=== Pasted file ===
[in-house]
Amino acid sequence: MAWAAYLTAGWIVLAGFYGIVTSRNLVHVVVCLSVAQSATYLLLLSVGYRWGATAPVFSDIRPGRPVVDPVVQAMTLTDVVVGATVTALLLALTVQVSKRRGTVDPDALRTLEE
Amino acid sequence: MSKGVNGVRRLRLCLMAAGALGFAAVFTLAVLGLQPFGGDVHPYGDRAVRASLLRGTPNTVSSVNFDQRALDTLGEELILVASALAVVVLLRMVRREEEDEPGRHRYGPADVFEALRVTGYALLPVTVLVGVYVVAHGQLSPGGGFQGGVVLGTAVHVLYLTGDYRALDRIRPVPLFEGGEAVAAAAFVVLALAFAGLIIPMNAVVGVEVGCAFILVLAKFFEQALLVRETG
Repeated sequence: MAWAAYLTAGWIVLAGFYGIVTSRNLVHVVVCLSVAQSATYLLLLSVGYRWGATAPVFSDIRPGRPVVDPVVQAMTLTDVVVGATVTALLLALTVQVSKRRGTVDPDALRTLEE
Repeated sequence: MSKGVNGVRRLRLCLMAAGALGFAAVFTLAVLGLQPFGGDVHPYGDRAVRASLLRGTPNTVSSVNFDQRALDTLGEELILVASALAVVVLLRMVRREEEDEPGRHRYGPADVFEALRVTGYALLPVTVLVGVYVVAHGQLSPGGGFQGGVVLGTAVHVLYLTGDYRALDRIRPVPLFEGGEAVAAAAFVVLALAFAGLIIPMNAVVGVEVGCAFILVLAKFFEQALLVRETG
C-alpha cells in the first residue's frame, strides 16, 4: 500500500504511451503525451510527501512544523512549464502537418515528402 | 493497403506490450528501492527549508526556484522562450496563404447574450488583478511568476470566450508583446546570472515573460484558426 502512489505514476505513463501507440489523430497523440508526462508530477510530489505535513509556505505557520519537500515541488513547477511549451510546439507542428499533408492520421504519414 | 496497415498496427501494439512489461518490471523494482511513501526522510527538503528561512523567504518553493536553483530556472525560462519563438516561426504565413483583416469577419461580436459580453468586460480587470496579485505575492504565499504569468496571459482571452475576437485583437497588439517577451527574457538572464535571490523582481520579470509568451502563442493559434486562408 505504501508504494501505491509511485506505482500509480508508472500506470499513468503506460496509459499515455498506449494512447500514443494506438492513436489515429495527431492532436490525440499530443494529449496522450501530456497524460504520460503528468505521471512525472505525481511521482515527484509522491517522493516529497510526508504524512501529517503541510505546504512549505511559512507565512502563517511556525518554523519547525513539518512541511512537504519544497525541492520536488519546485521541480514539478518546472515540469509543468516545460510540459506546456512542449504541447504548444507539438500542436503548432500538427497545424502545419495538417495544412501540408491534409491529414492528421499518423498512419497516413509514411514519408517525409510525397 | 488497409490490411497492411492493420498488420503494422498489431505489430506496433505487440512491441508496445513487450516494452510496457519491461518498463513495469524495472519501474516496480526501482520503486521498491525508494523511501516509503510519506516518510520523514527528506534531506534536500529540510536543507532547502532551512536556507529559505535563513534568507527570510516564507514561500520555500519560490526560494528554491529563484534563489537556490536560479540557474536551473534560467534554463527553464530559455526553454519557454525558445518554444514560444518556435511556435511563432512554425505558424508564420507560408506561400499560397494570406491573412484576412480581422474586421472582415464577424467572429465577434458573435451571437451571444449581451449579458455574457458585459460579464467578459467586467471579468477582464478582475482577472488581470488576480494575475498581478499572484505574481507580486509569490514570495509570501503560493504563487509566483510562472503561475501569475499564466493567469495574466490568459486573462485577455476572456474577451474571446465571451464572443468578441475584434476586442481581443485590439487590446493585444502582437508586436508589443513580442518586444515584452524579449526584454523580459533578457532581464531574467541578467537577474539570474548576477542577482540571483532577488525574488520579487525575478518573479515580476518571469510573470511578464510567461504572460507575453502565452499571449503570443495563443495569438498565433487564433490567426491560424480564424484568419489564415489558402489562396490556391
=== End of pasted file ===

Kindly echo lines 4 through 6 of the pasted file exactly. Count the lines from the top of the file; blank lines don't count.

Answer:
Repeated sequence: MAWAAYLTAGWIVLAGFYGIVTSRNLVHVVVCLSVAQSATYLLLLSVGYRWGATAPVFSDIRPGRPVVDPVVQAMTLTDVVVGATVTALLLALTVQVSKRRGTVDPDALRTLEE
Repeated sequence: MSKGVNGVRRLRLCLMAAGALGFAAVFTLAVLGLQPFGGDVHPYGDRAVRASLLRGTPNTVSSVNFDQRALDTLGEELILVASALAVVVLLRMVRREEEDEPGRHRYGPADVFEALRVTGYALLPVTVLVGVYVVAHGQLSPGGGFQGGVVLGTAVHVLYLTGDYRALDRIRPVPLFEGGEAVAAAAFVVLALAFAGLIIPMNAVVGVEVGCAFILVLAKFFEQALLVRETG
C-alpha cells in the first residue's frame, strides 16, 4: 500500500504511451503525451510527501512544523512549464502537418515528402 | 493497403506490450528501492527549508526556484522562450496563404447574450488583478511568476470566450508583446546570472515573460484558426 502512489505514476505513463501507440489523430497523440508526462508530477510530489505535513509556505505557520519537500515541488513547477511549451510546439507542428499533408492520421504519414 | 496497415498496427501494439512489461518490471523494482511513501526522510527538503528561512523567504518553493536553483530556472525560462519563438516561426504565413483583416469577419461580436459580453468586460480587470496579485505575492504565499504569468496571459482571452475576437485583437497588439517577451527574457538572464535571490523582481520579470509568451502563442493559434486562408 505504501508504494501505491509511485506505482500509480508508472500506470499513468503506460496509459499515455498506449494512447500514443494506438492513436489515429495527431492532436490525440499530443494529449496522450501530456497524460504520460503528468505521471512525472505525481511521482515527484509522491517522493516529497510526508504524512501529517503541510505546504512549505511559512507565512502563517511556525518554523519547525513539518512541511512537504519544497525541492520536488519546485521541480514539478518546472515540469509543468516545460510540459506546456512542449504541447504548444507539438500542436503548432500538427497545424502545419495538417495544412501540408491534409491529414492528421499518423498512419497516413509514411514519408517525409510525397 | 488497409490490411497492411492493420498488420503494422498489431505489430506496433505487440512491441508496445513487450516494452510496457519491461518498463513495469524495472519501474516496480526501482520503486521498491525508494523511501516509503510519506516518510520523514527528506534531506534536500529540510536543507532547502532551512536556507529559505535563513534568507527570510516564507514561500520555500519560490526560494528554491529563484534563489537556490536560479540557474536551473534560467534554463527553464530559455526553454519557454525558445518554444514560444518556435511556435511563432512554425505558424508564420507560408506561400499560397494570406491573412484576412480581422474586421472582415464577424467572429465577434458573435451571437451571444449581451449579458455574457458585459460579464467578459467586467471579468477582464478582475482577472488581470488576480494575475498581478499572484505574481507580486509569490514570495509570501503560493504563487509566483510562472503561475501569475499564466493567469495574466490568459486573462485577455476572456474577451474571446465571451464572443468578441475584434476586442481581443485590439487590446493585444502582437508586436508589443513580442518586444515584452524579449526584454523580459533578457532581464531574467541578467537577474539570474548576477542577482540571483532577488525574488520579487525575478518573479515580476518571469510573470511578464510567461504572460507575453502565452499571449503570443495563443495569438498565433487564433490567426491560424480564424484568419489564415489558402489562396490556391